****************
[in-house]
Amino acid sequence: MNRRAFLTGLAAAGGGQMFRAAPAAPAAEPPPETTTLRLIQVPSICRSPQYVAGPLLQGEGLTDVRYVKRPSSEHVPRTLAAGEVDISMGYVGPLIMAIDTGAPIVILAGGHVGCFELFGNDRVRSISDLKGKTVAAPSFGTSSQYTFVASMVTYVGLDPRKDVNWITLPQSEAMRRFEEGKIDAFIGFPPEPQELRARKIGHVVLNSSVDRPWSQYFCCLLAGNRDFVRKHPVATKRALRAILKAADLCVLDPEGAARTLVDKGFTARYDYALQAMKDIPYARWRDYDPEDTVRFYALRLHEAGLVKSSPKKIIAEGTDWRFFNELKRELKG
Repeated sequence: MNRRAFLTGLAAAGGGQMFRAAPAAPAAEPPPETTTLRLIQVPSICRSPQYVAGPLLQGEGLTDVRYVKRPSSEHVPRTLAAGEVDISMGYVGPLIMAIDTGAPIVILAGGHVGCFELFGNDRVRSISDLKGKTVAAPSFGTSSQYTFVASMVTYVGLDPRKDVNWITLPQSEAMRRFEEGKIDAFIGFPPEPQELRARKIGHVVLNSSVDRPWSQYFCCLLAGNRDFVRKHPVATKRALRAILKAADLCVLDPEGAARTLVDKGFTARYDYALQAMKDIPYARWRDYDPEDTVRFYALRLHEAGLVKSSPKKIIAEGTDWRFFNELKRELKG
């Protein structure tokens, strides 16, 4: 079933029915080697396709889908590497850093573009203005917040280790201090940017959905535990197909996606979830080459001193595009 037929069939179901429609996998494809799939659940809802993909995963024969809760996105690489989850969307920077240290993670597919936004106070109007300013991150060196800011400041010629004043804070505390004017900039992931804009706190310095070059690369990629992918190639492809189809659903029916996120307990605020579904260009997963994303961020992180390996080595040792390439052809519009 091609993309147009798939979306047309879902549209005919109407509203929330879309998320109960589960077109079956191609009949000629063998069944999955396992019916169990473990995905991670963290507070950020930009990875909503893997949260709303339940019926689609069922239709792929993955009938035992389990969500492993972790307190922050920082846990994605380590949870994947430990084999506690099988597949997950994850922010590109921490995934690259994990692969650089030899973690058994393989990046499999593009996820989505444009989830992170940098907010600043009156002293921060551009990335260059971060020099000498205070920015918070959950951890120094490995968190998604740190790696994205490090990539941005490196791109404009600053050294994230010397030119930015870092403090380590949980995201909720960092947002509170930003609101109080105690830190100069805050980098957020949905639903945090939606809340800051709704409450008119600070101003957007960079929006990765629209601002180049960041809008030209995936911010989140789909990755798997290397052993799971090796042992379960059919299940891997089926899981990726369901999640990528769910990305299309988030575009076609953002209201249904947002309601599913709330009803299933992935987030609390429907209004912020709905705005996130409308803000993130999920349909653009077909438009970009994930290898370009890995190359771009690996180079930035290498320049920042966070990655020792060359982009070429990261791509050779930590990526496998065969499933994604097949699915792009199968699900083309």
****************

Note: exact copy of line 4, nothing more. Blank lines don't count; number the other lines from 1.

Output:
């Protein structure tokens, strides 16, 4: 079933029915080697396709889908590497850093573009203005917040280790201090940017959905535990197909996606979830080459001193595009 037929069939179901429609996998494809799939659940809802993909995963024969809760996105690489989850969307920077240290993670597919936004106070109007300013991150060196800011400041010629004043804070505390004017900039992931804009706190310095070059690369990629992918190639492809189809659903029916996120307990605020579904260009997963994303961020992180390996080595040792390439052809519009 091609993309147009798939979306047309879902549209005919109407509203929330879309998320109960589960077109079956191609009949000629063998069944999955396992019916169990473990995905991670963290507070950020930009990875909503893997949260709303339940019926689609069922239709792929993955009938035992389990969500492993972790307190922050920082846990994605380590949870994947430990084999506690099988597949997950994850922010590109921490995934690259994990692969650089030899973690058994393989990046499999593009996820989505444009989830992170940098907010600043009156002293921060551009990335260059971060020099000498205070920015918070959950951890120094490995968190998604740190790696994205490090990539941005490196791109404009600053050294994230010397030119930015870092403090380590949980995201909720960092947002509170930003609101109080105690830190100069805050980098957020949905639903945090939606809340800051709704409450008119600070101003957007960079929006990765629209601002180049960041809008030209995936911010989140789909990755798997290397052993799971090796042992379960059919299940891997089926899981990726369901999640990528769910990305299309988030575009076609953002209201249904947002309601599913709330009803299933992935987030609390429907209004912020709905705005996130409308803000993130999920349909653009077909438009970009994930290898370009890995190359771009690996180079930035290498320049920042966070990655020792060359982009070429990261791509050779930590990526496998065969499933994604097949699915792009199968699900083309």